[0056] Suitable acids for use in the preparation of pharmaceutically acceptable salts include, but are not limited to, acetic acid, 2,2-dichloroacetic acid, acylated amino acids, adipic acid, alginic acid, ascorbic acid, L-aspartic acid, benzenesulfonic acid, benzoic acid, 4-acetamidobenzoic acid, boric acid, (+)-camphoric acid, camphorsulfonic acid, (+)-(1S)-camphor-10-sulfonic acid, capric acid, caproic acid, caprylic acid, cinnamic acid, citric acid, cyclamic acid, cyclohexanesulfamic acid, dodecylsulfuric acid, ethane-1,2-disulfonic acid, ethanesulfonic acid, 2-hydroxy-ethanesulfonic acid, formic acid, fumaric acid, galactaric acid, gentisic acid, glucoheptonic acid, D-gluconic acid, D-glucuronic acid, L-glutamic acid, alpha-oxo-glutaric acid, glycolic acid, hippuric acid, hydrobromic acid, hydrochloric acid, hydroiodic acid, (+)-L-lactic acid, (±)-DL-lactic acid, lactobionic acid, lauric acid, maleic acid, (−)-L-malic acid, malonic acid, (±)-DL-mandelic acid, methanesulfonic acid, naphthalene-2-sulfonic acid, naphthalene-1,5-disulfonic acid, 1-hydroxy-2-naphthoic acid, nicotinic acid, nitric acid, oleic acid, orotic acid, oxalic acid, palmitic acid, pamoic acid, perchloric acid, phosphoric acid, L-pyroglutamic acid, saccharic acid, salicylic acid, 4-amino-salicylic acid, sebacic acid, stearic acid, succinic acid, sulfuric acid, tannic acid, (+)-L-tartaric acid, thiocyanic acid, p-toluenesulfonic acid, undecylenic acid, and valeric acid.
[0057] Suitable bases for use in the preparation of pharmaceutically acceptable salts, including, but not limited to, inorganic bases, such as magnesium hydroxide, calcium hydroxide, potassium hydroxide, zinc hydroxide, or sodium hydroxide; and organic bases, such as primary, secondary, tertiary, and quaternary, aliphatic and aromatic amines, including L-arginine, benethamine, benzathine, choline, deanol, diethanolamine, diethylamine, dimethylamine, dipropylamine, diisopropylamine, 2-(diethylamino)-ethanol, ethanolamine, ethylamine, ethylenediamine, isopropylamine, N-methyl-glucamine, hydrabamine, 1H-imidazole, L-lysine, morpholine, 4-(2-hydroxyethyl)-morpholine, methylamine, piperidine, piperazine, propylamine, pyrrolidine, 1-(2-hydroxyethyl)-pyrrolidine, pyridine, quinuclidine, quinoline, isoquinoline, secondary amines, triethanolamine, trimethylamine, triethylamine, N-methyl-D-glucamine, 2-amino-2-(hydroxymethyl)-1,3-propanediol, and tromethamine.
[0058] For structural representations where the chirality of a carbon has been left unspecified it is to be presumed by one skilled in the art that either chiral form of that stereocenter is possible.

Embodiments of the Technology

Deuterium Kinetic Isotope Effect

[0059] To eliminate foreign substances such as therapeutic agents, the animal body expresses various enzymes, such as the cytochrome P450 enzymes (CYPs), esterases, proteases, reductases, dehydrogenases, and monoamine oxidases, to react with and convert these foreign substances to more polar intermediates or metabolites for renal excretion. Such metabolic reactions frequently involve the oxidation of a carbon-hydrogen (C—H) bond to either a carbon-oxygen (C—O) or a carbon-carbon (C—C) π-bond. The resultant metabolites may be stable or unstable under physiological conditions, and can have substantially different pharmacokinetic, pharmacodynamic, and acute and long-term toxicity profiles relative to the parent compounds. For most drugs, such oxidations are generally rapid and ultimately lead to administration of multiple or high daily doses.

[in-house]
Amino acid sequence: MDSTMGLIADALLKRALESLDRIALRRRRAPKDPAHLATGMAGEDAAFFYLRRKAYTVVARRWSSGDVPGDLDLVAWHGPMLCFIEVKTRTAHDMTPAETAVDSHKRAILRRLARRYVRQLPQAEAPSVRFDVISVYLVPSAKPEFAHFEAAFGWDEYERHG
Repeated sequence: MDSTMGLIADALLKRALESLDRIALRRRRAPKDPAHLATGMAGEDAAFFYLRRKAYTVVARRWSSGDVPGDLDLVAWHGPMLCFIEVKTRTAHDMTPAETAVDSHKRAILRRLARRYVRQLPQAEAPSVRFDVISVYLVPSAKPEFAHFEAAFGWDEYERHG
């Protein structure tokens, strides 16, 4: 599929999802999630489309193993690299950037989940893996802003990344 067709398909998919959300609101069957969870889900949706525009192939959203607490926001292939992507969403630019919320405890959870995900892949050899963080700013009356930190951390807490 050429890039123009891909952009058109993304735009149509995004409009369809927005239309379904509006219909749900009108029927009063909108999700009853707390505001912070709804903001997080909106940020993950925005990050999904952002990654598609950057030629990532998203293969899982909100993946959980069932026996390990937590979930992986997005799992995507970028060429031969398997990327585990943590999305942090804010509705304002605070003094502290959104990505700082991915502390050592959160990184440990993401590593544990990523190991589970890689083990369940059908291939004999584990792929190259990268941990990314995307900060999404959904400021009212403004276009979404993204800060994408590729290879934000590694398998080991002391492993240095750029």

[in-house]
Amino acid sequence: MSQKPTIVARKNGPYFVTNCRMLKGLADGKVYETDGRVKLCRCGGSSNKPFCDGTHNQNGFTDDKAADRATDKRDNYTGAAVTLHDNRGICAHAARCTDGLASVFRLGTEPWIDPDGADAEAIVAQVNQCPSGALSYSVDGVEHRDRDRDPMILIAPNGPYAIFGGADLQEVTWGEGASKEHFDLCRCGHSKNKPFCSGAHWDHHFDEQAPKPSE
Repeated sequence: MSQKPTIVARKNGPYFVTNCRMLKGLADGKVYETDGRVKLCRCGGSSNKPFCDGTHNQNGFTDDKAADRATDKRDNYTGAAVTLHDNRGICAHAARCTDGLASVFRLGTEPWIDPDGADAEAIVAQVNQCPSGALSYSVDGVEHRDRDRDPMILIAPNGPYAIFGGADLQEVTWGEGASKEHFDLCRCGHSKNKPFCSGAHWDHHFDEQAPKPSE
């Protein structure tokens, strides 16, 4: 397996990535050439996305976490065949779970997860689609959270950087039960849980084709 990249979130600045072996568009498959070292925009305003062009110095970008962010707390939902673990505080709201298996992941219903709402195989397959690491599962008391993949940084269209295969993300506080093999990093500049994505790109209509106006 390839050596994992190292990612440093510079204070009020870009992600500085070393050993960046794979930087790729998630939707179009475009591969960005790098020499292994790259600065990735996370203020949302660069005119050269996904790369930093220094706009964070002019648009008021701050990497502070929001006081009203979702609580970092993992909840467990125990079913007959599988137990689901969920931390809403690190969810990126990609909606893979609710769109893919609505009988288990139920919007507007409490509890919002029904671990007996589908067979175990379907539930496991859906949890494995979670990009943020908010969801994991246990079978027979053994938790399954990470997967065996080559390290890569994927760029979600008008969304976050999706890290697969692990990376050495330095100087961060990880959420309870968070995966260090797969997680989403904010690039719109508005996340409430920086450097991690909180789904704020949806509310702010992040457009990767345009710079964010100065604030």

[0060] The relationship between the activation energy and the rate of reaction may be quantified by the Arrhenius equation given by k=Ae−Eact/(RT), which describes the dependence of the rate constant k for the chemical reaction on the absolute temperature T (in Kelvin), where A is the “pre-exponential factor”, Eact is the activation energy, and R is the universal gas constant. The Arrhenius equation states that, at a given temperature, the rate of a chemical reaction depends exponentially on the activation energy (Eact).
[0061] The transition state in a reaction is a short lived state along the reaction pathway during which the original bonds have stretched to their limit. By definition, the activation energy Eact for a reaction is the energy required to reach the transition state of that reaction. Once the transition state is reached, the molecules can either revert to the original reactants or form new bonds giving rise to reaction products. A catalyst facilitates a reaction process by lowering the activation energy leading to a transition state. Enzymes are examples of biological catalysts.
[0062] Carbon-hydrogen bond strength is directly proportional to the absolute value of the ground-state vibrational energy of the bond. This vibrational energy depends on the mass of the atoms that form the bond and increases as the mass of one or both of the atoms making the bond increases. Since deuterium (D) has twice the mass of “regular” hydrogen, also called protium (1H), a C-D bond is approximately 10 times stronger than the corresponding C—1H bond, making it more resistant to chemical or enzymatic cleavage. Consequently, if a C—1H bond is broken during a rate-determining step in a chemical reaction (e.g., the step with the highest transition state energy), then substituting a deuterium for that protium will cause a decrease in the reaction rate. This phenomenon is known as the deuterium kinetic isotope effect (DKIE). The magnitude of the DKIE can be expressed as the ratio between the rates of a given reaction in which a C—1H bond is broken and the same reaction where deuterium is substituted for protium. The DKIE can range from about 1 (no isotope effect) to very large numbers such as 50 or more. Substitution of tritium for hydrogen results in yet a stronger bond than deuterium and gives numerically larger isotope effects.